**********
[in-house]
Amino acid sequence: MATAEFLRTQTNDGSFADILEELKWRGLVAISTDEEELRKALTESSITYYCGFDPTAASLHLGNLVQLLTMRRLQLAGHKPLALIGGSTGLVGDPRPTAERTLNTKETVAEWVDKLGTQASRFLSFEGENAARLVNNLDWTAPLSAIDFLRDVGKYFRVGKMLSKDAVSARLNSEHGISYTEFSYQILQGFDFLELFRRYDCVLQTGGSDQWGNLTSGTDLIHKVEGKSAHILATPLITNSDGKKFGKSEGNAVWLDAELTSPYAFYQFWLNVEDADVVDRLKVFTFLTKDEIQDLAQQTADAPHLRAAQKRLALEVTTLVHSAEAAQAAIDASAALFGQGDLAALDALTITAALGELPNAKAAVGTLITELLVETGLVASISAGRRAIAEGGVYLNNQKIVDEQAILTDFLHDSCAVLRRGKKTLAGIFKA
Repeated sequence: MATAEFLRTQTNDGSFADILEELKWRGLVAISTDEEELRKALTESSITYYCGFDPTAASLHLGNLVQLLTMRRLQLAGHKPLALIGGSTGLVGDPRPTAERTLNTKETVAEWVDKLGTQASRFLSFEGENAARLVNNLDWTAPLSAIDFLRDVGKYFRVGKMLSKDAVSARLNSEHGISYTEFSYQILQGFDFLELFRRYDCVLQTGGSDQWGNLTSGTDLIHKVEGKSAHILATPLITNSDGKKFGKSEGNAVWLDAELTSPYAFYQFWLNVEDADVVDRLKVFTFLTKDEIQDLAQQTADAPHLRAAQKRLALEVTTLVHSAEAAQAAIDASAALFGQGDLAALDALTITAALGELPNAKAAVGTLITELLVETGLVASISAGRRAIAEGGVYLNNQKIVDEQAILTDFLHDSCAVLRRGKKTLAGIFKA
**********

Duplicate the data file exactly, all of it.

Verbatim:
[in-house]
Amino acid sequence: MATAEFLRTQTNDGSFADILEELKWRGLVAISTDEEELRKALTESSITYYCGFDPTAASLHLGNLVQLLTMRRLQLAGHKPLALIGGSTGLVGDPRPTAERTLNTKETVAEWVDKLGTQASRFLSFEGENAARLVNNLDWTAPLSAIDFLRDVGKYFRVGKMLSKDAVSARLNSEHGISYTEFSYQILQGFDFLELFRRYDCVLQTGGSDQWGNLTSGTDLIHKVEGKSAHILATPLITNSDGKKFGKSEGNAVWLDAELTSPYAFYQFWLNVEDADVVDRLKVFTFLTKDEIQDLAQQTADAPHLRAAQKRLALEVTTLVHSAEAAQAAIDASAALFGQGDLAALDALTITAALGELPNAKAAVGTLITELLVETGLVASISAGRRAIAEGGVYLNNQKIVDEQAILTDFLHDSCAVLRRGKKTLAGIFKA
Repeated sequence: MATAEFLRTQTNDGSFADILEELKWRGLVAISTDEEELRKALTESSITYYCGFDPTAASLHLGNLVQLLTMRRLQLAGHKPLALIGGSTGLVGDPRPTAERTLNTKETVAEWVDKLGTQASRFLSFEGENAARLVNNLDWTAPLSAIDFLRDVGKYFRVGKMLSKDAVSARLNSEHGISYTEFSYQILQGFDFLELFRRYDCVLQTGGSDQWGNLTSGTDLIHKVEGKSAHILATPLITNSDGKKFGKSEGNAVWLDAELTSPYAFYQFWLNVEDADVVDRLKVFTFLTKDEIQDLAQQTADAPHLRAAQKRLALEVTTLVHSAEAAQAAIDASAALFGQGDLAALDALTITAALGELPNAKAAVGTLITELLVETGLVASISAGRRAIAEGGVYLNNQKIVDEQAILTDFLHDSCAVLRRGKKTLAGIFKA